Al Jazeera English - Focus - 'My torturers deserve pity'
Al Jazeera's Anita McNaught interviewed Ebrahim Mehtari, an Iranian pro-democracy campaigner, who says he was held for two weeks in a detention centre run by the Revolutionary Guards Intelligence section in East Tehran.
He says he was beaten, tortured, and sexually violated.
He is now living in Turkey under the protection of the government and the United Nations High Commissioner for Refugees (UNHCR)
You say you were injured quite severely in jail and have had to have surgery in Turkey. What happened in that jail cell?
I don't have the mental strength to describe to you what they did to me, but the reality is this: For a long time Iran's rulers have spoken a great deal about morality - and to be fair, part of this ruling system was genuinely moral - but today my country is infected by a disease of lying and immorality, and this sickness is spreading throughout the state.
The people shouting in the streets whose blood is spilled, who are tortured and raped in the prisons or killed, or suffer other hardships at the hands of the system – everything they endure is the result of a disease called "the lie", and the loss of morality.
And at the same time, President Mahmoud Ahmedinejad can - blatantly - sit on that chair, stand on that platform at the UN and announce that "I am coming from a country where people are very hospitable".
When those men can sit in front of cameras and stand on platforms and say: "We are all moralists, we are the sacred Islamic Republic system …" perhaps they should delete the word "sacred".
He and his cabinet spread nothing but superstition, lies, insults and immorality.
What is happening in Iran right now?
My country is like a dormant volcano that has been heating up for a long time. My country is growing and developing. The Iranian people who are calling for a return to constitutional law and democracy, are merely trying to grow and develop, too.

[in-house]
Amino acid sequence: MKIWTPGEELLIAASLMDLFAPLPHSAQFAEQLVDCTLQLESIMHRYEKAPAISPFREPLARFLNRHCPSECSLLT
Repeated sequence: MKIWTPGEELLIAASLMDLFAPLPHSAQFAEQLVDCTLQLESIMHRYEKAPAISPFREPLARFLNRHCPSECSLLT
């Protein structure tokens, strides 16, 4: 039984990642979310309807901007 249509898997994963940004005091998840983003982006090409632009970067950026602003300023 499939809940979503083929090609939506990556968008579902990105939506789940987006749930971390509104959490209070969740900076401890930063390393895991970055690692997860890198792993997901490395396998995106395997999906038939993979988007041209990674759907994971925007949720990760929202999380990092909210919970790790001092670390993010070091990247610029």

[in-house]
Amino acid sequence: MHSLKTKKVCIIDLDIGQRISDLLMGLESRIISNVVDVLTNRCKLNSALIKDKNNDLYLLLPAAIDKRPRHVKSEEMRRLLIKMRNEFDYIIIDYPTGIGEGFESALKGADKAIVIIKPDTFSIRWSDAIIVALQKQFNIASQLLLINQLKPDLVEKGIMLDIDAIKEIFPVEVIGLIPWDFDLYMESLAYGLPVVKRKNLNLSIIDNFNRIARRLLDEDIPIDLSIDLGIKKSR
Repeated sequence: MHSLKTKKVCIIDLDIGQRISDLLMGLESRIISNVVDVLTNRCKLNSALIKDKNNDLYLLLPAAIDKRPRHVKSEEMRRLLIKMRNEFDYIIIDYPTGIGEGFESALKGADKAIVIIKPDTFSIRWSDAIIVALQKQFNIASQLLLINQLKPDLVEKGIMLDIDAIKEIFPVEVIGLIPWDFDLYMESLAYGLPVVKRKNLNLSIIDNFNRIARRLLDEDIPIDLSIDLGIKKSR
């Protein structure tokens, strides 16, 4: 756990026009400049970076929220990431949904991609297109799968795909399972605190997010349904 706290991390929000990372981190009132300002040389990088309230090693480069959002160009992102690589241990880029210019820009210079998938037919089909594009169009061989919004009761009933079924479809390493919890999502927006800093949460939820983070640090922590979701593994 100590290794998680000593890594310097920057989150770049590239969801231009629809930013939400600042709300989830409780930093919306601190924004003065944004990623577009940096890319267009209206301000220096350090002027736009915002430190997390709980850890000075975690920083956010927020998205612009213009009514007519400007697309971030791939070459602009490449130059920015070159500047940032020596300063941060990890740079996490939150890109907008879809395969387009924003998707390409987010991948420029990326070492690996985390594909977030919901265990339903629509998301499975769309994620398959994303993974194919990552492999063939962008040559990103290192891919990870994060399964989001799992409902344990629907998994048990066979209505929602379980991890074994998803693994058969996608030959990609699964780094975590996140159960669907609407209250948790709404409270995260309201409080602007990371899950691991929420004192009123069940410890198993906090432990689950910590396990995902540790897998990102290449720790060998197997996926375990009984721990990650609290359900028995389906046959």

Iran is a big country and its people are very decent. But unfortunately the country has been ruled by inadequate men who have abused their people's hearts. People today are trying to choose leaders with the same stature as themselves. The people who have taken to the streets have endured batons, torture and prison.
This shows that they're ready to pay the price to achieve a greater goal: Freedom for their country - not freedom for oppressive regimes.
For me, it's been a long time since you could genuinely find either the concept of a republic, or of Islam in Iran. Perhaps those people protesting in the streets are doing so because of these two missing concepts, or at least one of them…
According to Article 27 of the Constitutional Law of the Islamic Republic of Iran, all gatherings are permitted if you are unarmed and do not disturb the public order.
My friends in the streets ... and those in prison – what crimes have they committed? These are our crimes: First: We participated in a presidential election and tried our best to uproot the lie in Iran. The second big crime was that we took to the streets asking for our rights, and the third crime was that we didn't keep silent about Ahmedinejad's lies.
A journalist friend of mine tells this joke: We have freedom of speech in Iran, but we don't have post-speech freedom! We can speak one sentence freely, but after that, no-one can protect us.
If you could face your torturers again, what would you say to them?
It's a difficult question, but I feel they are more tortured than me. Now when I look back on it, I feel those men deserve pity. And need help. Because these guys - knowingly or unknowingly - have become part of a system which has turned them into machines of torture and death.
If you had asked this question immediately after my release, or after the things which they did to me, I might have talked about killing them, but today - look, I don't want to pretend to be all intellectual about it - my impression is that dictators are miserable people.
And dictatorship is a disaster. I don't wish the deaths of dictators, but I wish for the death of dictatorship.
RAND: "Syrian Regime collapse, not a likely outcome, is the worst possible outcome for U.S. strategic interests." - Thanks to* MoA:* "... While still seeing the Assad regime as an adversary based on its patron-client relationship with Iran *and its implacable hostility t...
3 years ago